The comparison between software development and construction fails
We’ve all seen the comparison between development work and constructing buildings. I think the comparison is fundamentally flawed. There are numerous posts out in the world that confirm this. Random Google articles are here, here and here. I like the last one on Stackoverflow, because the writer is quite cynical when answering the question why they differ.
- They [customers] can’t take delivery of your finished underground carpark and ask you to add an airport (also underground).
- They aren’t allowed to change the law of gravity after you finish the design. Or expect the building to work on another planet.
- They don’t blame the architect when they can’t get an 18 wheeler delivery truck through reception, into the elevator and to the loading dock that they demanded be on the 24th floor.
The reason I write this post however, is because I found another analogy. In my family there are a lot of people actually working in construction. I benefit greatly from it, because it’s one of those areas I severely lack the skills in. However at some point in time, a family member was working in his own house and needed to replace some electrical wires. I did some of this in my own house and was asked to help out. I was quite happy with that, because now I could return the favor of him helping me out all the time.
And when wiring up all those wires, it suddenly dawned to me. This is like developing software. Connecting these wires is just about coupling and making the right decisions on what goes where. And that’s what I do all day. Coupling lines of code, methods, classes, components, services, etc, etc. The reason I think I’m better at it than my family member is because I’m good in seeing the bigger picture, the helicopter view if you will, of everything that is connecting to one another. I know which parts to focus on and which parts I don’t need immediate details of.
However in software development, there are many times more connections. Probably comparable to a network of electrical wires through an entire football stadium. The system I’m currently working on is becoming so large and complex, that after about 6 years of development –in comparison- it could spawn an entire city of electrical wires. Just imagine the complexity for a small group of developers this can bring.
Another important difference with the regular electrical wires, is that software development is a very creative process. Although you (can) have a plan, an architecture, design and great developers, it’s not constructing a new building with the patterns and ways you used to build the previous building with. It’s more or less like how a painter, a real artist, would create a painting. Like Rembrand or Van Gogh would paint a painting. Unfortunately there are also a lot of developers that don’t come near the skills that a proper painter has, which can even be a recipe for disaster. One of the reasons why projects go over time and budget so often. But that’s something for another blogpost.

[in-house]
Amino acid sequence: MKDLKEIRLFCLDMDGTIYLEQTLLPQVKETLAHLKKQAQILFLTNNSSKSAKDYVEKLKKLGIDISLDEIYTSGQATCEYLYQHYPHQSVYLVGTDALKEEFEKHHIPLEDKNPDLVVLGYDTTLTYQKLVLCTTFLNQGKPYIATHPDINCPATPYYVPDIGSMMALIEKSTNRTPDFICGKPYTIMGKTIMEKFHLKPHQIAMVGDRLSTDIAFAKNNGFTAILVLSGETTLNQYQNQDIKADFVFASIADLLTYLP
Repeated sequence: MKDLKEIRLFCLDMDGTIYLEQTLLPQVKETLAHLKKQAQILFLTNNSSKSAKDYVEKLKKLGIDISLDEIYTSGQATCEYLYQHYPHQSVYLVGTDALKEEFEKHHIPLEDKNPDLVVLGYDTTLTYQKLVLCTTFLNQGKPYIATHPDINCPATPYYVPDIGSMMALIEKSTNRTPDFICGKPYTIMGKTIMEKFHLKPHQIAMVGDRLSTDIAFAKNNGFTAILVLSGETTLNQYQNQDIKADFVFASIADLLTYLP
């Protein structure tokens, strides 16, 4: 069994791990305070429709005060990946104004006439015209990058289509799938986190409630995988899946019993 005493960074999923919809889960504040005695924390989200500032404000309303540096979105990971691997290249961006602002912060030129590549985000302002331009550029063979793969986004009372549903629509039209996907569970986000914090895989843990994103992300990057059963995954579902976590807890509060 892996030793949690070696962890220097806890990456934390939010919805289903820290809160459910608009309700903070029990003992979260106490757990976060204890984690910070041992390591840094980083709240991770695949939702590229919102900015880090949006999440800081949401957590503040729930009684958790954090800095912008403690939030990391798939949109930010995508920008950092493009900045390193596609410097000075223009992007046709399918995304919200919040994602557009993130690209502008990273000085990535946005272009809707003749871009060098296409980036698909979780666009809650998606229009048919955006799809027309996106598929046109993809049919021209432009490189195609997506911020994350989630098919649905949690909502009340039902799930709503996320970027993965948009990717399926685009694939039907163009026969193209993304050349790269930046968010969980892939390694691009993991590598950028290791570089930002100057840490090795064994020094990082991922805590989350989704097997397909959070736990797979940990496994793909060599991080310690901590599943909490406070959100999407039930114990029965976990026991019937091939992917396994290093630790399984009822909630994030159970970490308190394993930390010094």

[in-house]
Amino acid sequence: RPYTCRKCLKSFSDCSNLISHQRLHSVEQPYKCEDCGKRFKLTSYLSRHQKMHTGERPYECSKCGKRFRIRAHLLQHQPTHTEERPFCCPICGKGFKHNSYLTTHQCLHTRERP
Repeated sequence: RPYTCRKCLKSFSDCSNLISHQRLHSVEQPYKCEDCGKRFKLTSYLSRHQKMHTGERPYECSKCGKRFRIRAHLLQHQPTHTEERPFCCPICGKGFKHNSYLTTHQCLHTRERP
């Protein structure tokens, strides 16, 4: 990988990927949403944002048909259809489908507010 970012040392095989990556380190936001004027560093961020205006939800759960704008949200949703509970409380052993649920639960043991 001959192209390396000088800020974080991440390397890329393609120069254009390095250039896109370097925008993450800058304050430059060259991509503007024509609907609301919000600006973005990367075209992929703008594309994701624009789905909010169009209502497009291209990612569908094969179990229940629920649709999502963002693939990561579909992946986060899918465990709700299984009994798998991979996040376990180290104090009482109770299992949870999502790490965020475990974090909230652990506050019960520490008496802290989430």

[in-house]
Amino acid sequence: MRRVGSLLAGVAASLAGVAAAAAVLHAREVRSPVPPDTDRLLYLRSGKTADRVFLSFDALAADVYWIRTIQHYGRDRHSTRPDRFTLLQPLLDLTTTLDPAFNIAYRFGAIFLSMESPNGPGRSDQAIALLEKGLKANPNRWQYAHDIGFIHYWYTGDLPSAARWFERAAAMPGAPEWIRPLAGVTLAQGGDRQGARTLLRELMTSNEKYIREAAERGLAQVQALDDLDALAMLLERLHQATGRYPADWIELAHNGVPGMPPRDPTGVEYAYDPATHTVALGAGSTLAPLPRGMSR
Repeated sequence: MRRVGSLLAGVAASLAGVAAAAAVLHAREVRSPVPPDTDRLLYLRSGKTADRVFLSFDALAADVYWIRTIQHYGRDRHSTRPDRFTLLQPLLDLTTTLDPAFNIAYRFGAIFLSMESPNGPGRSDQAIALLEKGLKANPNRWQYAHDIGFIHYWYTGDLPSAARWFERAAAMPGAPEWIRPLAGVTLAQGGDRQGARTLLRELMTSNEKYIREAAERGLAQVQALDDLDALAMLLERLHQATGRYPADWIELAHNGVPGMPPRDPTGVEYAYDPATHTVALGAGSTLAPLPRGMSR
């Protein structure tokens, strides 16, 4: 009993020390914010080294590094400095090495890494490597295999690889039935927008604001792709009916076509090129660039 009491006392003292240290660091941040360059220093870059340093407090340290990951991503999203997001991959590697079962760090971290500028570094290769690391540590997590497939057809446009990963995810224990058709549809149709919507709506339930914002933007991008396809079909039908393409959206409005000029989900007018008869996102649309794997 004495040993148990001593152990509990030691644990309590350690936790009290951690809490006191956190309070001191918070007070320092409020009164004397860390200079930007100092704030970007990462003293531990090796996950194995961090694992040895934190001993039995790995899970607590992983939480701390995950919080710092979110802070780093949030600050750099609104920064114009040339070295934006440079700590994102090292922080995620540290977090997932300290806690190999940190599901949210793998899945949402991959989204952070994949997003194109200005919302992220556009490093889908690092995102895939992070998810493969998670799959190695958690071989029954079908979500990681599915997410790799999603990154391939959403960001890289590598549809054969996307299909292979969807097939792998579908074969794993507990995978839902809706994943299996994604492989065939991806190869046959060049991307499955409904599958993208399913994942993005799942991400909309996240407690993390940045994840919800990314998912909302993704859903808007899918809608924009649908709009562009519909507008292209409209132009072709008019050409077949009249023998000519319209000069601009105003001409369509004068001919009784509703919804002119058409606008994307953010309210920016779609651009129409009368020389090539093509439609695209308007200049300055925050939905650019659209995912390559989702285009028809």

I recently spoke with another company and they were pretty proud about the fact that they had sent 5 developers to the Microsoft TechDays. Of about 100 developers they only sent 5! Claiming that sending everyone is too expensive. If a company of 5 can send 5, which is 100%, why can this company only send 5% of their employees? I wrote this blog post because I have the feeling a lot of employers do not appreciate the creativity of their ‘artist’ employees. They do not understand the complexity and challenges that come with the territory that is software development. I think a company like Google does understand. Every office that houses their software developers, contain great perks like free lunch, sleeping pods, slides into the cantina, thinking rooms with only the light of aquaria, etc, etc. That is why they have some of the best developers in the world!
So besides explaining my analogy, this post is to make employers understand how valuable their software developers are. Good developers spend a large amount of private time (at home) to improve their skills. This reflects immediately back on their skills at work. Return the favor by showing you appreciate them. Return the favor and investing in them as well.